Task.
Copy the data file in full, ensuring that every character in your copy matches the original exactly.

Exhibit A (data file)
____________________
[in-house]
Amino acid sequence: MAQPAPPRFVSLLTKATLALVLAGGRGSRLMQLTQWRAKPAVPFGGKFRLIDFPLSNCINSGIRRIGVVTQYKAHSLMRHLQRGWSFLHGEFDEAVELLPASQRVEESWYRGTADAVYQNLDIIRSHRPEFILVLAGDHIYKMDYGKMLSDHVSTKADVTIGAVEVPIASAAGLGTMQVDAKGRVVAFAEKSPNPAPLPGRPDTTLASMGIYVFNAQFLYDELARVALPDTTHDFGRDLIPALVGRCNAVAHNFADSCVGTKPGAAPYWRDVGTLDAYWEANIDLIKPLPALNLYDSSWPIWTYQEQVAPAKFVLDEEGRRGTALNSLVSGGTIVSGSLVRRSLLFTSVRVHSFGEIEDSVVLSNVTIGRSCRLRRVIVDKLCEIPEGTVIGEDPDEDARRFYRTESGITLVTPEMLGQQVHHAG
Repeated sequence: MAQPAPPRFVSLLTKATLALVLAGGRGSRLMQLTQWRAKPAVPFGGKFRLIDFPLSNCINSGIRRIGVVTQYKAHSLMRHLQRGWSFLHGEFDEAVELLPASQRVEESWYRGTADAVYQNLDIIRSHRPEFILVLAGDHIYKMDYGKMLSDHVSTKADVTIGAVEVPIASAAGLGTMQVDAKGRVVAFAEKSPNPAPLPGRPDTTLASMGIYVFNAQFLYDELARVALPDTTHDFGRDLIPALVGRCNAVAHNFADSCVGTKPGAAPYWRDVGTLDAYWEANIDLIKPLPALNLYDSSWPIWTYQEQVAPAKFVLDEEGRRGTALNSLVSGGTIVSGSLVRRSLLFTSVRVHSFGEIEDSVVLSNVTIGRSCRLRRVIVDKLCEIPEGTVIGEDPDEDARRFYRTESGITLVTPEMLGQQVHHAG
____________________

[in-house]
Amino acid sequence: MAQPAPPRFVSLLTKATLALVLAGGRGSRLMQLTQWRAKPAVPFGGKFRLIDFPLSNCINSGIRRIGVVTQYKAHSLMRHLQRGWSFLHGEFDEAVELLPASQRVEESWYRGTADAVYQNLDIIRSHRPEFILVLAGDHIYKMDYGKMLSDHVSTKADVTIGAVEVPIASAAGLGTMQVDAKGRVVAFAEKSPNPAPLPGRPDTTLASMGIYVFNAQFLYDELARVALPDTTHDFGRDLIPALVGRCNAVAHNFADSCVGTKPGAAPYWRDVGTLDAYWEANIDLIKPLPALNLYDSSWPIWTYQEQVAPAKFVLDEEGRRGTALNSLVSGGTIVSGSLVRRSLLFTSVRVHSFGEIEDSVVLSNVTIGRSCRLRRVIVDKLCEIPEGTVIGEDPDEDARRFYRTESGITLVTPEMLGQQVHHAG
Repeated sequence: MAQPAPPRFVSLLTKATLALVLAGGRGSRLMQLTQWRAKPAVPFGGKFRLIDFPLSNCINSGIRRIGVVTQYKAHSLMRHLQRGWSFLHGEFDEAVELLPASQRVEESWYRGTADAVYQNLDIIRSHRPEFILVLAGDHIYKMDYGKMLSDHVSTKADVTIGAVEVPIASAAGLGTMQVDAKGRVVAFAEKSPNPAPLPGRPDTTLASMGIYVFNAQFLYDELARVALPDTTHDFGRDLIPALVGRCNAVAHNFADSCVGTKPGAAPYWRDVGTLDAYWEANIDLIKPLPALNLYDSSWPIWTYQEQVAPAKFVLDEEGRRGTALNSLVSGGTIVSGSLVRRSLLFTSVRVHSFGEIEDSVVLSNVTIGRSCRLRRVIVDKLCEIPEGTVIGEDPDEDARRFYRTESGITLVTPEMLGQQVHHAG